COLLEGE PARK, Md. — In times of frustration, IU head coach Archie Miller has tossed off his suit jacket at halftime. He paces up and down the sideline, walks down toward the center of the scorers table and yells out calls to his team on the opposite end. He kneels down, gets up, claps and yells all in a seemingly repetitive cycle.
But when redshirt sophomore forward Race Thompson inbounded the ball to nobody with a little over 10 minutes remaining, Miller stood leaning back against the scorers table, silently shaking his head as Maryland senior guard Anthony Cowan hit a 3-pointer to put his team up 11. The lead just kept building in an eventual 75-59 loss to No. 15 Maryland.
Miller walked into the media room after the game without his tie, the top two buttons of his shirt undone and his hair ruffled. He looked exasperated after his team underwent another stretch of stagnant offense that has all too often befallen it this season.
IU has a clear identity under Miller, to have success on offense, it has shown it needs to feed the post as often as possible. It didn’t do that against the Terrapins.
“Ball’s not going in the basket,” Miller said. “Whether it’s a lay up, whether it’s a free throw or whether its a wide open shot. At some point you have to be able to put it in the basket.”
The Hoosiers only scored 20 points in the first half and only made eight points in the paint. For the game, it only had 22 points in the paint. Maryland had 34. IU only made one of its final 12 field goals in the first half and fell victim to a 14-3 run.
That included a seven minute stretch where IU went without a field goal. On an afternoon where a top-15 Terrapin team struggled to shoot, the Hoosiers were worse and never recovered from the extended blow.
“Not being able to score eventually overwhelmed us a little bit,” Miller said. “There’s a fine line on the road and you’ve got to make all the little things go your way.”
And when IU crawled back, at least to an extent, Maryland landed one final blow with a 21-3 run over 5:18, a run where Cowan and sophomore forward Jalen Smith took over as the stars head coach Mark Turgeon expects them to be.
Cowan finished an and-1 and flexed into the camera and Smith finished a two-handed slam that forced Miller to call a timeout. It was a 69-41 Terps lead. IU was without energy on the floor, without confidence, without rhythm. It had collapsed.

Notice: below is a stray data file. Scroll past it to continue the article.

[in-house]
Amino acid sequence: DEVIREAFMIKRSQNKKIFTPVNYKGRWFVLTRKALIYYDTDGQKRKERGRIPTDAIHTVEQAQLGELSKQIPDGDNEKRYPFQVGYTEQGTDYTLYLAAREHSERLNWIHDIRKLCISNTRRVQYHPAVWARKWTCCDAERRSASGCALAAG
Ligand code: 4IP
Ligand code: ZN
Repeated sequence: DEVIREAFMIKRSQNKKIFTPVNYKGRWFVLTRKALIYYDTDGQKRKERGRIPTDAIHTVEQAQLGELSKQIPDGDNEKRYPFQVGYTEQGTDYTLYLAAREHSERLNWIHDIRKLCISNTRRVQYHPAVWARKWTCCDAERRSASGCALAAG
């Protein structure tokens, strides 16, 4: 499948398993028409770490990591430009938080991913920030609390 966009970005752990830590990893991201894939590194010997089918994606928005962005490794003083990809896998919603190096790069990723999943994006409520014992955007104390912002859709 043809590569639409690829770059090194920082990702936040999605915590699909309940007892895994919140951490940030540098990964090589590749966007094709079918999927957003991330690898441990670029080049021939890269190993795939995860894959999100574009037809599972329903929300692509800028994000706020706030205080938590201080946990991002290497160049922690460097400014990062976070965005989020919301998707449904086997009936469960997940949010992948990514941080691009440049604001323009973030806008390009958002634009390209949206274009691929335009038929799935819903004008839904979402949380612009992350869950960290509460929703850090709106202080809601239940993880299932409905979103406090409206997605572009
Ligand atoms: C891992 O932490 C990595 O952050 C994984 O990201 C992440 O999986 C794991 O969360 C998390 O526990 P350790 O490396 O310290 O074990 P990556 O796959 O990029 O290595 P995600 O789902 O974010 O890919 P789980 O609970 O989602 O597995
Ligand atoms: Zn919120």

IU’s defense did what was needed overall in Miller’s eyes. It held Maryland under 40% shooting on its home floor. Yet, IU was worse. The Hoosiers made 22-61 from inside the arc and 4-18 beyond it.
It played against a top-15 team, a team regarded to be at the top of the Big Ten conference, and was out-classed.
“You’ve got to make some shots,” Miller said. “Maryland’s field goal percentage wasn’t very good today when you think about playing at home at 38% and 25 from three. With that type of lead do you know how bad you have to be on offense?”
It’s a loss that begins a month where IU has struggled mightily in a fashion similar to seasons past. In January with IU, Miller is now 5-14 overall.
And it punctuates the difficulties IU has in Big Ten play as it falls to 11-3 overall and 1-2 in the conference. IU has been crushed in both of its road games and needed overtime to beat a Nebraska team in December that’s toward the bottom of the Big Ten standings.
The Hoosiers head back for a Wednesday game at Assembly Hall against a Northwestern team that doesn’t yet have a win in conference play, the only such team in the Big Ten, and is 5-7 overall.
IU has struggled in what has proven to be one of the deepest conferences in college basketball, that matchup with Northwestern has suddenly become a must win game.
The Hoosiers have to score to do so.
“Here in this league, you’re in a deep ocean,” Miller said. “There’s a lot of waves. You have to ride them out.”